Mr. Rony here goes on to speak of our flapjack-eating lumberjacks, and ends, curiously enough, by asking the same question these men repeatedly asked him:
“Why did the train stop?”
Of course, the real question is not why the train did or didn’t stop, but why we’ve come to believe — and believe so overwhelmingly — the exact opposite of what was once the prevailing medical view?
Credit for that belongs to one Jean Mayer, initially of Harvard University, who then went on to become America’s most influential nutritionist.
As an authority on human-weight regulation, Mayer was among the very first of a new breed, a type that has since come to dominate the field. His predecessors — Wilder, Rony, Newburgh and others — had all been physicians who worked closely with obese and overweight patients. Mayer was not. His training was in physiological chemistry; he had obtained a doctorate at Yale with a dissertation on the interrelationship of vitamins A and C in rats. In the ensuing decades, he would publish hundreds of papers on different aspects of nutrition, including why we get fat, but he never had to reduce obese patients as part of his clinical obligation, and so his hypotheses were less fettered by anecdotal or real-life experience.
As early as 1953, after just a few years of research on laboratory mice, Mayer began extolling the virtues of exercise for weight control. By 1959, the New York Times was crediting him with having “debunked the popular theories” that exercise played little role in weight control. Mayer knew the obese often eat no more than the lean and occasionally even less. This seemed to exclude gluttony as a cause of their weight gain, which meant that these fat people had to be less physically active. Otherwise, how could they take in more calories than they expend and so become fat?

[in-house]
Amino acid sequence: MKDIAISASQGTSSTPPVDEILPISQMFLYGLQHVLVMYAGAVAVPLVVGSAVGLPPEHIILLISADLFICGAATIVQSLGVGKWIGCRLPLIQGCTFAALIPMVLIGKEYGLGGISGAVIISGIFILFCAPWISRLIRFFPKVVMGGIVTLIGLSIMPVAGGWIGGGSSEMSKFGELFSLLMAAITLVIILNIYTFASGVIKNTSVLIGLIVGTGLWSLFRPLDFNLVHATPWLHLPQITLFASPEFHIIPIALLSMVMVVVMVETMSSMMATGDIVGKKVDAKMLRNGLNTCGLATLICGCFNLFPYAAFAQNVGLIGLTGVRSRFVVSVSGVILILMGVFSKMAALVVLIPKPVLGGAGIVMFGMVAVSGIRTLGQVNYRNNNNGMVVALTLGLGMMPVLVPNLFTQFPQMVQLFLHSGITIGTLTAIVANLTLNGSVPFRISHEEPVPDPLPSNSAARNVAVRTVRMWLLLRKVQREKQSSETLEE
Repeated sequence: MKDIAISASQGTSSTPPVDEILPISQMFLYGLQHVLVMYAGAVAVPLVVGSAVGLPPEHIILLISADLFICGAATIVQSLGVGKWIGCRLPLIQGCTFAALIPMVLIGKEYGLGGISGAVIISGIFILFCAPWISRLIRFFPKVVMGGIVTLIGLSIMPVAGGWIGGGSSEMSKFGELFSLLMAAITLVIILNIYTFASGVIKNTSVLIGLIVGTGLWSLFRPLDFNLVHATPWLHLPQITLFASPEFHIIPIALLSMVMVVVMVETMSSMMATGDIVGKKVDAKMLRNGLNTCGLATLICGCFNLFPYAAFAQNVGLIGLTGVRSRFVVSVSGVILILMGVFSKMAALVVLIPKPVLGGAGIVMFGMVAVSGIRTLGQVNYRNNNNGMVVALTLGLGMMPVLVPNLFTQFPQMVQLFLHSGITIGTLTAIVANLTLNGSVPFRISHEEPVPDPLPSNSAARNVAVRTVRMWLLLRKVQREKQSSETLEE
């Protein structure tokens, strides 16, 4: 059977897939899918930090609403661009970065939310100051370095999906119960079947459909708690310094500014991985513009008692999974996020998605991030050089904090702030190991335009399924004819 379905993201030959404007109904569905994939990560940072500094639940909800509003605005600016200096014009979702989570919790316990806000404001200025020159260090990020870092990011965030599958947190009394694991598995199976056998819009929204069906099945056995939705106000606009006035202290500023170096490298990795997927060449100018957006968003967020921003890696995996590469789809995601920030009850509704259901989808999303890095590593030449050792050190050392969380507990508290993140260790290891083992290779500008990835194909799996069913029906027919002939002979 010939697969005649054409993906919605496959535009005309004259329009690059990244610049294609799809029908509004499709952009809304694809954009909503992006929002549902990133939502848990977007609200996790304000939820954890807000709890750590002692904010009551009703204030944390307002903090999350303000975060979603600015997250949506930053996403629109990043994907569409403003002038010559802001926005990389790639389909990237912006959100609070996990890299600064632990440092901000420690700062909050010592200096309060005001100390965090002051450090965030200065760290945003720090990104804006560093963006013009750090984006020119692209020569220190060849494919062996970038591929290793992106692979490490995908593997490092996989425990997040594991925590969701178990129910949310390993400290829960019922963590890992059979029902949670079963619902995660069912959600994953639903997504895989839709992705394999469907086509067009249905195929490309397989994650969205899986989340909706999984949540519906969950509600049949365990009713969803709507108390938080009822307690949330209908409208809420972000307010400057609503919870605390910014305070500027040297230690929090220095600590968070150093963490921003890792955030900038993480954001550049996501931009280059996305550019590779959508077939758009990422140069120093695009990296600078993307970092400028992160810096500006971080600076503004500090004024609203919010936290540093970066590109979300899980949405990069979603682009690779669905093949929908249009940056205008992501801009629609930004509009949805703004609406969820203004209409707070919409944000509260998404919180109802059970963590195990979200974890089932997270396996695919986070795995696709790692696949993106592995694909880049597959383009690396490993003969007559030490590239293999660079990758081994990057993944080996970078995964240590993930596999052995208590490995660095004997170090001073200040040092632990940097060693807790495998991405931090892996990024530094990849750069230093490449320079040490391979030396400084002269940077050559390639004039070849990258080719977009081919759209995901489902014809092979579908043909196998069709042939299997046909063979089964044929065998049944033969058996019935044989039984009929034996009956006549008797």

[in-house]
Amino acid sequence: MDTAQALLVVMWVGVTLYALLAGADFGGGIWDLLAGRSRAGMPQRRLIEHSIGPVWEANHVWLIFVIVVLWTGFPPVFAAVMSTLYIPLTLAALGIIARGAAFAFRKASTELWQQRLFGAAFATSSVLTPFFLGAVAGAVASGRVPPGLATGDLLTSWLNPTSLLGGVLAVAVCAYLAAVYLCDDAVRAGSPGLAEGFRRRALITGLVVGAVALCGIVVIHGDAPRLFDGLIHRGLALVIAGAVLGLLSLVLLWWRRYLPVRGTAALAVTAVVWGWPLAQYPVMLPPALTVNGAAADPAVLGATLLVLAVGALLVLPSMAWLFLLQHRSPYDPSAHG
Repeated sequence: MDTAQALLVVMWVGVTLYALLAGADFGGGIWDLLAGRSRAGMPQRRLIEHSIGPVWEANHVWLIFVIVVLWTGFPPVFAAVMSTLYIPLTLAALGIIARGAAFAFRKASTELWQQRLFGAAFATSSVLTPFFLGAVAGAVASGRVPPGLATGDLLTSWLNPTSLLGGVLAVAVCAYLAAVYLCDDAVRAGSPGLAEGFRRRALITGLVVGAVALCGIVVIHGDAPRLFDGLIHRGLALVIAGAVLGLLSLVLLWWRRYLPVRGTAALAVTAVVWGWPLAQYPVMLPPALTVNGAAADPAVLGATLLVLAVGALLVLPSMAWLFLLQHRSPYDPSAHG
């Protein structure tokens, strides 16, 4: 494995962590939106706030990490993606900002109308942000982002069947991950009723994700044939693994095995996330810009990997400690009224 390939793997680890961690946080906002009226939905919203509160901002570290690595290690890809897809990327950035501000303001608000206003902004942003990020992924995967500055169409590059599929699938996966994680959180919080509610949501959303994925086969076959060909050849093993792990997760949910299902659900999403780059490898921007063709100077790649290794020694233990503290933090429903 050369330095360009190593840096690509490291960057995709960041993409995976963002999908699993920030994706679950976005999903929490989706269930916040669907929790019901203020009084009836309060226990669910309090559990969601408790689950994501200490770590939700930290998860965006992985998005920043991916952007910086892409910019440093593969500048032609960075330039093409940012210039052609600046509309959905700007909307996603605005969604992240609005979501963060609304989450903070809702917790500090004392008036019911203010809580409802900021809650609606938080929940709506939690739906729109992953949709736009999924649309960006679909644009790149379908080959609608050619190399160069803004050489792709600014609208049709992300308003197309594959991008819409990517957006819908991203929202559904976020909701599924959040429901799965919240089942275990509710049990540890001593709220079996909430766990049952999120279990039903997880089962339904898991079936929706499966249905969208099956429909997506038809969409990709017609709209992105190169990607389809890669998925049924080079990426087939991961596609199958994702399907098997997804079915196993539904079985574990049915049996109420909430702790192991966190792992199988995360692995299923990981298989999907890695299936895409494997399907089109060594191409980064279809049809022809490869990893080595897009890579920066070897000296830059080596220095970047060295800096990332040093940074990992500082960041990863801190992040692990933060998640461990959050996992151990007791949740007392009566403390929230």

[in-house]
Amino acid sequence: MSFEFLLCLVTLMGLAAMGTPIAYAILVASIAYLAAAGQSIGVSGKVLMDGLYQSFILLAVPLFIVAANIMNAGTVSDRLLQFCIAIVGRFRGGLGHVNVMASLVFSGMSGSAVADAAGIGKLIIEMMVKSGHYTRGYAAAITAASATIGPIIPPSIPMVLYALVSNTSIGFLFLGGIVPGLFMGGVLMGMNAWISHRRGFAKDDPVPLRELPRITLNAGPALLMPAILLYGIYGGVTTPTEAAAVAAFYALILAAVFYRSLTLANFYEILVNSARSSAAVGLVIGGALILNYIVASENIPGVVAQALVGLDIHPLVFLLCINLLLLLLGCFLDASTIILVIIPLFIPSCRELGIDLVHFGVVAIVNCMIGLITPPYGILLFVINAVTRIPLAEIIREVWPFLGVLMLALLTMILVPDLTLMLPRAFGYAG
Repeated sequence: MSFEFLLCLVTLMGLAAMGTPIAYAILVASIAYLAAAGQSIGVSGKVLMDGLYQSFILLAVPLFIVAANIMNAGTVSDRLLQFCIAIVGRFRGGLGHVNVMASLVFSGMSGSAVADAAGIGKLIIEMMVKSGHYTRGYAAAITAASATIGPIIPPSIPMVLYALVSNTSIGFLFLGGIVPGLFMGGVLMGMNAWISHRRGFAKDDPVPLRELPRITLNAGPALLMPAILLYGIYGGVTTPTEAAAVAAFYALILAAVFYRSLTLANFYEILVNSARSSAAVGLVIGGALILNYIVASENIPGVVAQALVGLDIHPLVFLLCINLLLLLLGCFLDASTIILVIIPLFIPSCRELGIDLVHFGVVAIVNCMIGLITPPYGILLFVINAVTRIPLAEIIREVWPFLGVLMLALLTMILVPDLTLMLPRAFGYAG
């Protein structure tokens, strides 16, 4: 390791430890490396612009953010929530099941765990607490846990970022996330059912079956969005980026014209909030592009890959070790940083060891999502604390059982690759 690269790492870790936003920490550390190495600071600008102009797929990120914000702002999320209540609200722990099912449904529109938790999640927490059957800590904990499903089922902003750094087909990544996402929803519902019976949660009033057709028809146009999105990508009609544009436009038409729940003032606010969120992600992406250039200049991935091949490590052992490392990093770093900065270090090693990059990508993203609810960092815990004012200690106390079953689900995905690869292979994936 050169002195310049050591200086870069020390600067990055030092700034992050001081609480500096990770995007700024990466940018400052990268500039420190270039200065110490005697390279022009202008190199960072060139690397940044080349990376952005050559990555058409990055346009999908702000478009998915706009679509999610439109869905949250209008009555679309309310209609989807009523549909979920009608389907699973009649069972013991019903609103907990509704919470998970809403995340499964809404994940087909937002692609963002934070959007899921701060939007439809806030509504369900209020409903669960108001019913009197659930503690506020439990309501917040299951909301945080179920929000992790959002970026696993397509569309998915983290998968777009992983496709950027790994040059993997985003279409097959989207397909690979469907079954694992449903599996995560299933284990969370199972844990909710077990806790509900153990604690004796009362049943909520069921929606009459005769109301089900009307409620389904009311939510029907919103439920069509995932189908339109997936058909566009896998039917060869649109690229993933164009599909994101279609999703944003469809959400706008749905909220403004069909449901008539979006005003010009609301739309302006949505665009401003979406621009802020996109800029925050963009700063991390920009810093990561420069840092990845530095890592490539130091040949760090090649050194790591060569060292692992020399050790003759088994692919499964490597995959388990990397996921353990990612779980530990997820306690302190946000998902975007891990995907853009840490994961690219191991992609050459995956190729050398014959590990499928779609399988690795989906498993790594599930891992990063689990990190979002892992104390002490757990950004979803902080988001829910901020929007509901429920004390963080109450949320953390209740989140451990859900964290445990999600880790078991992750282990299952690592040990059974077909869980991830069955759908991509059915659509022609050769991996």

Through the sixties, Mayer documented the relationship between inactivity and the overweight. He noted that fat high-school girls ate “several hundred calories less” than lean classmates. “The laws of thermodynamics were, however, not flouted by this finding,” he wrote, because the obese girls expended less energy than the lean. They were much less active; they spent four times as many hours watching television. Mayer also studied infants. “The striking phenomenon is that the fatter babies were quiet, placid babies that had moderate intake,” Mayer reported, “whereas the babies who had the highest intake tended to be very thin babies, cried a lot, moved a lot, and became very tense.” Thus, Mayer concluded, “some individuals are born very quiet, inactive, and placid and with moderate intake get fat, and some individuals from the very beginning are very active and do not get particularly fat even with high intakes” (Gary Taubes, “We Can’t Work it Out”).